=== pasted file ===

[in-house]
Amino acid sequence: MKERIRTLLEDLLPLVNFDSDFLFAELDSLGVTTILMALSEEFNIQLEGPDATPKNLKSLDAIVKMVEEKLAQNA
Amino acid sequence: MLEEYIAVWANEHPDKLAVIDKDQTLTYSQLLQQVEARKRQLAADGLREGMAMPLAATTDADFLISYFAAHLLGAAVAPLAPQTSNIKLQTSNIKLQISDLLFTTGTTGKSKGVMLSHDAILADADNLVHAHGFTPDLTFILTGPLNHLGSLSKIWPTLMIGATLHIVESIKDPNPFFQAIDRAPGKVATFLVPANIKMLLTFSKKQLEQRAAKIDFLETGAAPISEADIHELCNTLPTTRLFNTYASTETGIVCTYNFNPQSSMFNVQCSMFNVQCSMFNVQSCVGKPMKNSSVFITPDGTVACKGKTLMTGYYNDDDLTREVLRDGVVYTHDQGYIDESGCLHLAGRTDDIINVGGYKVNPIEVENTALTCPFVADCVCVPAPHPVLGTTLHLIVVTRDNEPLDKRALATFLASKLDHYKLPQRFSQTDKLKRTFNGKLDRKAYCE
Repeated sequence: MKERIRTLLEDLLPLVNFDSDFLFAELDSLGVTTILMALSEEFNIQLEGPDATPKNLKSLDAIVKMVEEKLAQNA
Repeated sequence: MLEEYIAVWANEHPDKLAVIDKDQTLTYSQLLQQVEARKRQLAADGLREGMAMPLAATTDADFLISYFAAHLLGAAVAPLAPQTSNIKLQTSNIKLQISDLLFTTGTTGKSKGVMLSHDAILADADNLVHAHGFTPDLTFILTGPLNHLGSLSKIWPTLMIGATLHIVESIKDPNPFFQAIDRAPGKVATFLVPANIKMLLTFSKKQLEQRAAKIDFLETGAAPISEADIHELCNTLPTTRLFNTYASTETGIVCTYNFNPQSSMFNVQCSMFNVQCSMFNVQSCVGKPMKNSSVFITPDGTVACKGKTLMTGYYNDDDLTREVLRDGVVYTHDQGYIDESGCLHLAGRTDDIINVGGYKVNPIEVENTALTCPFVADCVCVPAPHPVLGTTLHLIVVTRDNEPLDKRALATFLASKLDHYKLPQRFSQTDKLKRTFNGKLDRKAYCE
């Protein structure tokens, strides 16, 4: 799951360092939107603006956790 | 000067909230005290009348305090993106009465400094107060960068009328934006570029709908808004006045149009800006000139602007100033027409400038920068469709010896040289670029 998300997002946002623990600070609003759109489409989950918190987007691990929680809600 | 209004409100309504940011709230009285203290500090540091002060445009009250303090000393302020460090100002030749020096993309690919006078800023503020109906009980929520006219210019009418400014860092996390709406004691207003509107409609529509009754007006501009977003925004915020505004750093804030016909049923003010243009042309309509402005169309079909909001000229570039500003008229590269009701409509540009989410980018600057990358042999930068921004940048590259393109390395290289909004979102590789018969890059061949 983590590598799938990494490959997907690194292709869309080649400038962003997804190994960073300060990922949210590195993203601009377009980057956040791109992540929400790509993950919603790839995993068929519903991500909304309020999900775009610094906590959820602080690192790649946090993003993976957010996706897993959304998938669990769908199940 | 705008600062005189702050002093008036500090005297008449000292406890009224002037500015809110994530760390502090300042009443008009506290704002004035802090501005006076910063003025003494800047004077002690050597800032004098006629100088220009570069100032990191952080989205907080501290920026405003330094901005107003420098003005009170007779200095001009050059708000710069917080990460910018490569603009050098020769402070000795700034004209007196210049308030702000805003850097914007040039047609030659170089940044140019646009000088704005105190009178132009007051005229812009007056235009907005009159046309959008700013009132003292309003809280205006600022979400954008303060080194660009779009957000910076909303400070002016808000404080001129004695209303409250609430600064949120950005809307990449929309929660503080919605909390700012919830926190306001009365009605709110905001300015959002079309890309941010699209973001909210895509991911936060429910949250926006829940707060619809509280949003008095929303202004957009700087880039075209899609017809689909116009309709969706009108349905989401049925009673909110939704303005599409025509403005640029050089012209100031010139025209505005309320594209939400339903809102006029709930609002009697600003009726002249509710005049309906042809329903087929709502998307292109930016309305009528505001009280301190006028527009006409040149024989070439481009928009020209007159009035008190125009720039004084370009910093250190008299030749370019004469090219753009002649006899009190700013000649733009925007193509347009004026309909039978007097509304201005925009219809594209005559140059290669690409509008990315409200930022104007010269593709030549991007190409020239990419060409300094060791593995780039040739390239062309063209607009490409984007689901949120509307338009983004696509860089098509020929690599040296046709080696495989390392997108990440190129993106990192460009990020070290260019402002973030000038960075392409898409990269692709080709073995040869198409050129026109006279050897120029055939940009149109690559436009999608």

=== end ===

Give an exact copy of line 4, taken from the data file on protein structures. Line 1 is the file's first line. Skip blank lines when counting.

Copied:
Repeated sequence: MKERIRTLLEDLLPLVNFDSDFLFAELDSLGVTTILMALSEEFNIQLEGPDATPKNLKSLDAIVKMVEEKLAQNA